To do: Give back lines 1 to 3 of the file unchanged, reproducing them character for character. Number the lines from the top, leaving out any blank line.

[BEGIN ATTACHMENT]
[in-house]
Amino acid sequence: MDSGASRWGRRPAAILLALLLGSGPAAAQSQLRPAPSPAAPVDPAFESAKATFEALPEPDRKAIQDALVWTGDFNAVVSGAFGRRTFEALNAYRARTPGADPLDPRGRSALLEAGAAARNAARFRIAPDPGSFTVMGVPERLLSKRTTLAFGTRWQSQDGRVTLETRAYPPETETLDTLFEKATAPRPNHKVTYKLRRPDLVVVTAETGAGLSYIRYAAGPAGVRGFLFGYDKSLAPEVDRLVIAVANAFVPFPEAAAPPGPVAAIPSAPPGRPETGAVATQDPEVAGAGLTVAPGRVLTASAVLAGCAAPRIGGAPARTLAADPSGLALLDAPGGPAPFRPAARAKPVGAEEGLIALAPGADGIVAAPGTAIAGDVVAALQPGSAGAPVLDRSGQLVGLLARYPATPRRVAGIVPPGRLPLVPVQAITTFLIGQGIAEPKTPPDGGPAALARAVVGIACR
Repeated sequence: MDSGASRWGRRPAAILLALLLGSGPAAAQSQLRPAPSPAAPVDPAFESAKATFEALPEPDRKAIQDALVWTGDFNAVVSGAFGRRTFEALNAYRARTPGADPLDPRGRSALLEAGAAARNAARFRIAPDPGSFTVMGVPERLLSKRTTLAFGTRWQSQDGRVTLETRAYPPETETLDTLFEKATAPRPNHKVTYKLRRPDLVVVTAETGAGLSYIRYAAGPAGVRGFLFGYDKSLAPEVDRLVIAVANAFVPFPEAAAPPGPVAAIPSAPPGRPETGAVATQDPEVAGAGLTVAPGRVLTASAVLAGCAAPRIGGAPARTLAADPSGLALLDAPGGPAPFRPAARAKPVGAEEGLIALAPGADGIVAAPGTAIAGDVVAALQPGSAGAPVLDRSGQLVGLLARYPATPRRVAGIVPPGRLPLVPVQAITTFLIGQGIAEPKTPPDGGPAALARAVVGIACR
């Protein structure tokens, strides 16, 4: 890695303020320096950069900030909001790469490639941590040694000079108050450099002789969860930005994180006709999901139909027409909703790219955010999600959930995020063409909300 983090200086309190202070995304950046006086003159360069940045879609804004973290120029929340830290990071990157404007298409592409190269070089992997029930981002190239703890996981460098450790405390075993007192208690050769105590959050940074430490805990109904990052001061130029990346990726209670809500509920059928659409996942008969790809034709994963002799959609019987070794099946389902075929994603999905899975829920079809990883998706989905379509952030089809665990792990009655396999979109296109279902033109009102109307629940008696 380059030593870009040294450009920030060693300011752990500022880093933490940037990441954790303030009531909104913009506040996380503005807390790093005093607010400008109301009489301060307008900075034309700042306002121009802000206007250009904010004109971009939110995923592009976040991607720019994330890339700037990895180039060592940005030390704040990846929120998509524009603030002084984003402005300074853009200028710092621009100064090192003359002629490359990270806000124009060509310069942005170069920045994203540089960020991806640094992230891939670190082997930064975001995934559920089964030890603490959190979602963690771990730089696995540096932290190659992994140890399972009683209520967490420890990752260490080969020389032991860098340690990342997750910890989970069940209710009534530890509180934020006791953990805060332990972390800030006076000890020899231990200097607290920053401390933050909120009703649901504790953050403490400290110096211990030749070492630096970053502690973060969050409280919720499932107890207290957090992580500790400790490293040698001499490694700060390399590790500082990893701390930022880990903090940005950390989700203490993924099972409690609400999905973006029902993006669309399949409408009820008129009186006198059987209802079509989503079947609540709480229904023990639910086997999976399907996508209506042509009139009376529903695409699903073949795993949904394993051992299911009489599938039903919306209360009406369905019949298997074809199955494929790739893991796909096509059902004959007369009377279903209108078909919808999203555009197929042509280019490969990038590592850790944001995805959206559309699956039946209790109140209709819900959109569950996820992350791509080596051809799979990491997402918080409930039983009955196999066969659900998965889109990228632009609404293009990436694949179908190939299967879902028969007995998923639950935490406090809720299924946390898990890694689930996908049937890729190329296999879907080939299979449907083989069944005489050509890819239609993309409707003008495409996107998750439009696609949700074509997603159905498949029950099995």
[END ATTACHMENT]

[in-house]
Amino acid sequence: MDSGASRWGRRPAAILLALLLGSGPAAAQSQLRPAPSPAAPVDPAFESAKATFEALPEPDRKAIQDALVWTGDFNAVVSGAFGRRTFEALNAYRARTPGADPLDPRGRSALLEAGAAARNAARFRIAPDPGSFTVMGVPERLLSKRTTLAFGTRWQSQDGRVTLETRAYPPETETLDTLFEKATAPRPNHKVTYKLRRPDLVVVTAETGAGLSYIRYAAGPAGVRGFLFGYDKSLAPEVDRLVIAVANAFVPFPEAAAPPGPVAAIPSAPPGRPETGAVATQDPEVAGAGLTVAPGRVLTASAVLAGCAAPRIGGAPARTLAADPSGLALLDAPGGPAPFRPAARAKPVGAEEGLIALAPGADGIVAAPGTAIAGDVVAALQPGSAGAPVLDRSGQLVGLLARYPATPRRVAGIVPPGRLPLVPVQAITTFLIGQGIAEPKTPPDGGPAALARAVVGIACR
Repeated sequence: MDSGASRWGRRPAAILLALLLGSGPAAAQSQLRPAPSPAAPVDPAFESAKATFEALPEPDRKAIQDALVWTGDFNAVVSGAFGRRTFEALNAYRARTPGADPLDPRGRSALLEAGAAARNAARFRIAPDPGSFTVMGVPERLLSKRTTLAFGTRWQSQDGRVTLETRAYPPETETLDTLFEKATAPRPNHKVTYKLRRPDLVVVTAETGAGLSYIRYAAGPAGVRGFLFGYDKSLAPEVDRLVIAVANAFVPFPEAAAPPGPVAAIPSAPPGRPETGAVATQDPEVAGAGLTVAPGRVLTASAVLAGCAAPRIGGAPARTLAADPSGLALLDAPGGPAPFRPAARAKPVGAEEGLIALAPGADGIVAAPGTAIAGDVVAALQPGSAGAPVLDRSGQLVGLLARYPATPRRVAGIVPPGRLPLVPVQAITTFLIGQGIAEPKTPPDGGPAALARAVVGIACR